At the end of each month, the SAFE Regulatory Radar highlights a selection of important news and developments on financial regulation at the national and EU level.
Financial supervision: Revised technical standards and guidelines on the methodology and disclosure for global systemically important institutions
On 4 November 2020, the European Banking Authority (EBA) published the updated final draft regulatory technical standards (RTS) on the identification of indicators to determine global systemic importance of financial institutions. EBA further revised guidelines on the disclosure for global systemically important institutions (G-SIIs) and large entities in the EU with an overall leverage ratio exposure measure over 200 billion euros. Following the latest changes to the Capital Requirements Directive (CRD V), the EBA was mandated to develop an additional methodology for the identification of G-SIIs at the EU level and to bring its acts in line with the framework introduced by the Basel Committee on Banking Supervision in July 2018.
The most important novelty is a new trading volume indicator to measure systemic importance. The RTS provide data instructions on indicator values and detailed template specifications. Furthermore, the final RTS include insurance activities in the indicator-based measurement approach. Notably, the guidelines on disclosure enable member state authorities to act ex-ante in the disclosure process of the indicators and the underlying values.
After the endorsement of the European Commission, the RTS will be binding in EU member states and apply from the 2022 global systemically important institution exercise onwards. The guidelines on disclosure are non-binding and the national competent authorities have to decide whether to comply with them or not.
Capital Markets Union: Proposed amendments to Liquidity Coverage Rules for Covered Bond Issuers
On 27 October 2020, the European Commission presented a draft delegated Regulation amending the Liquidity Coverage Ratio (LCR) Delegated Regulation and supplementing the Capital Requirements Regulation (CRR).
The need for changes was caused by the existing overlap between the 180-day liquidity buffer requirement for covered bonds issued in the EU, established by the Covered Bond Directive in November 2019, and the liquidity coverage requirement under LCR Regulation that applies to all credit institutions, including those that issue covered bonds. As both requirements cover the same outflows, it leads to “double-counting”. To solve this problem, the proposal permits credit institutions to treat liquid assets, held as part of their cover pool liquidity buffer, as unencumbered up to the amount of net liquidity outflows from the associated covered bond programme. The draft regulation also lays down monetization rules for the assessment of liquid assets held in a cover pool liquidity buffer. The proposal also contains some terminological changes to clear the existing rules and to better align the text with the CRR.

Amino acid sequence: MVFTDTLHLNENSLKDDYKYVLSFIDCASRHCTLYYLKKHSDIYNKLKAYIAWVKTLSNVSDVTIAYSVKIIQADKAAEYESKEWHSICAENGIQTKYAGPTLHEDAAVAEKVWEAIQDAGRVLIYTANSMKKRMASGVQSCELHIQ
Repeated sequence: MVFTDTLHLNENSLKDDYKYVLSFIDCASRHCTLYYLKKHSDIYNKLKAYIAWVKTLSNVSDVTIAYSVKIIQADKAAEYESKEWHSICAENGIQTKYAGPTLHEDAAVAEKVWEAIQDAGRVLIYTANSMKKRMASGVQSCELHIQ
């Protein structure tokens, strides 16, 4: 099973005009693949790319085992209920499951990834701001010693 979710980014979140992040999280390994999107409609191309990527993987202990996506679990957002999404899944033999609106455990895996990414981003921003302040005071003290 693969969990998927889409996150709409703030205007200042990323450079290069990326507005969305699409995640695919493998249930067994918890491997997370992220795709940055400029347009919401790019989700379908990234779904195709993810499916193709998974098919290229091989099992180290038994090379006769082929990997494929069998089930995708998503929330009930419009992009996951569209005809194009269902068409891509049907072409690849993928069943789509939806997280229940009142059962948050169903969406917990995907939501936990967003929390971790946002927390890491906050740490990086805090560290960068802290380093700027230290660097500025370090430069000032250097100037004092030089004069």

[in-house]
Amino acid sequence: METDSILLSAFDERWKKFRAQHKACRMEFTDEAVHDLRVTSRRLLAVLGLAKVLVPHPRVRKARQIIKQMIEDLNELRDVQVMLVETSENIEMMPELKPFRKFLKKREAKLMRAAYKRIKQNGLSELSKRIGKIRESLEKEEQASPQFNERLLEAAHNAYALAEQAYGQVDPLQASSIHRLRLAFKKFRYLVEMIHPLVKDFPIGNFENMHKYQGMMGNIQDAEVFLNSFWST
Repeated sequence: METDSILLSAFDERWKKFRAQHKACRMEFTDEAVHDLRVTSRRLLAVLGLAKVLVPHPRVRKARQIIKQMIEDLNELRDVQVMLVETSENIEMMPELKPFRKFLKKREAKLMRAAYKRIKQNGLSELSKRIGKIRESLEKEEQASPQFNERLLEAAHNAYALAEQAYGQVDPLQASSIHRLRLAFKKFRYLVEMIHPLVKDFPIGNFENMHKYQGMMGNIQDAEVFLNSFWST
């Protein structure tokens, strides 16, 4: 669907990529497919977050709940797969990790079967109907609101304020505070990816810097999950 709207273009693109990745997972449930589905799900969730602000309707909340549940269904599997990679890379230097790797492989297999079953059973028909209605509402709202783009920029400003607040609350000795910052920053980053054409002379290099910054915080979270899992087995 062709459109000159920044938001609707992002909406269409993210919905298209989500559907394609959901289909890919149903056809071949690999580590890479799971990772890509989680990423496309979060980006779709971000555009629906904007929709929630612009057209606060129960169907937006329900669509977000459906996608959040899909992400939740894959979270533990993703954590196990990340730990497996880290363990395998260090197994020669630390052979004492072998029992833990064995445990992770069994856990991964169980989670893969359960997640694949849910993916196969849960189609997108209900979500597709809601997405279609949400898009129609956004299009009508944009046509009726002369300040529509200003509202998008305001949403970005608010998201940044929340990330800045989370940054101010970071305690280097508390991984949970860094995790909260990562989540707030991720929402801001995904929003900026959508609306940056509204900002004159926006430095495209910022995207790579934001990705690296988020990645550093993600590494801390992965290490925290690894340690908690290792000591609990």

After passing through the legislative procedure in the European Parliament and Council, the amended regulation will be applicable from 8 July 2022.
Central counterparties: Final guidance on recovery and resolution
On 16 November 2020, the Financial Stability Board (FSB) issued its final guidance on financial resources to support central counterparty (CCP) resolution and on the treatment of CCP equity in resolution. This non-binding guidance is aimed to support resolution authorities and crisis management in their assessment and to enhance CCP resolvability. The FSB believes that understanding the potential for certain resources and tools can affect financial stability.
The first part of the guidance sets out the 5-step guidance for authorities on assessing the adequacy of financial resources to absorb losses and to cover other costs in resolution. The five steps are (a) identifying hypothetical loss scenarios, (b) evaluation of existing resources and tools, (c) assessing potential resolution costs, (d) comparing existing resources and tools to resolution costs and (e) evaluation of potential means of addressing any identified gaps. The second part of the guidance is focused on approaches to the treatment of CCP equity in resolution and explains how to evaluate the exposure of CCP equity to losses in recovery, liquidation, and resolution. The FSB also recommends resolution authorities to conduct such an assessment in cooperation with the CCP’s supervisory authorities.
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Anastasia Kotovskaia is Research Assistant at the SAFE Policy Center and currently pursuing a Ph.D. in Law at Goethe University.